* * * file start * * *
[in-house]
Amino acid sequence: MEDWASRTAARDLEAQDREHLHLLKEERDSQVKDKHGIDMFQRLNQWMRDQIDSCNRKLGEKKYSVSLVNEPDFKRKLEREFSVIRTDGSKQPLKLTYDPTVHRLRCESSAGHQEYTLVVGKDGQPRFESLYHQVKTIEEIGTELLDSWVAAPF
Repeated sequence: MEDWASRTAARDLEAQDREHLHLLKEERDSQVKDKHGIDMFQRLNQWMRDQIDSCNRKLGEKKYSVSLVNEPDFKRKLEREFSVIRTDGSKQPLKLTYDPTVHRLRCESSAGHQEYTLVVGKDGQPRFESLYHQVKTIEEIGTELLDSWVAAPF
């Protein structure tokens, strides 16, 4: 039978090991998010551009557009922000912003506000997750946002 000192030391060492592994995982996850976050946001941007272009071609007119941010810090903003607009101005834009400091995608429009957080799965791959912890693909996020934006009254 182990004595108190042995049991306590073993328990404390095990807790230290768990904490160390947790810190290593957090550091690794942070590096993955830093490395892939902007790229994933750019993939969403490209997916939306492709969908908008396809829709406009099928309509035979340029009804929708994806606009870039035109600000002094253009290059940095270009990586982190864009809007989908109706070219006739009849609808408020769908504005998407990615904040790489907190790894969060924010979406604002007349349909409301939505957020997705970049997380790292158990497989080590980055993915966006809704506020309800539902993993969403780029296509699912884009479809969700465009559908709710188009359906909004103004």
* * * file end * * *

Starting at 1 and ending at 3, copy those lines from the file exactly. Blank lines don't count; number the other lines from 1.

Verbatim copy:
[in-house]
Amino acid sequence: MEDWASRTAARDLEAQDREHLHLLKEERDSQVKDKHGIDMFQRLNQWMRDQIDSCNRKLGEKKYSVSLVNEPDFKRKLEREFSVIRTDGSKQPLKLTYDPTVHRLRCESSAGHQEYTLVVGKDGQPRFESLYHQVKTIEEIGTELLDSWVAAPF
Repeated sequence: MEDWASRTAARDLEAQDREHLHLLKEERDSQVKDKHGIDMFQRLNQWMRDQIDSCNRKLGEKKYSVSLVNEPDFKRKLEREFSVIRTDGSKQPLKLTYDPTVHRLRCESSAGHQEYTLVVGKDGQPRFESLYHQVKTIEEIGTELLDSWVAAPF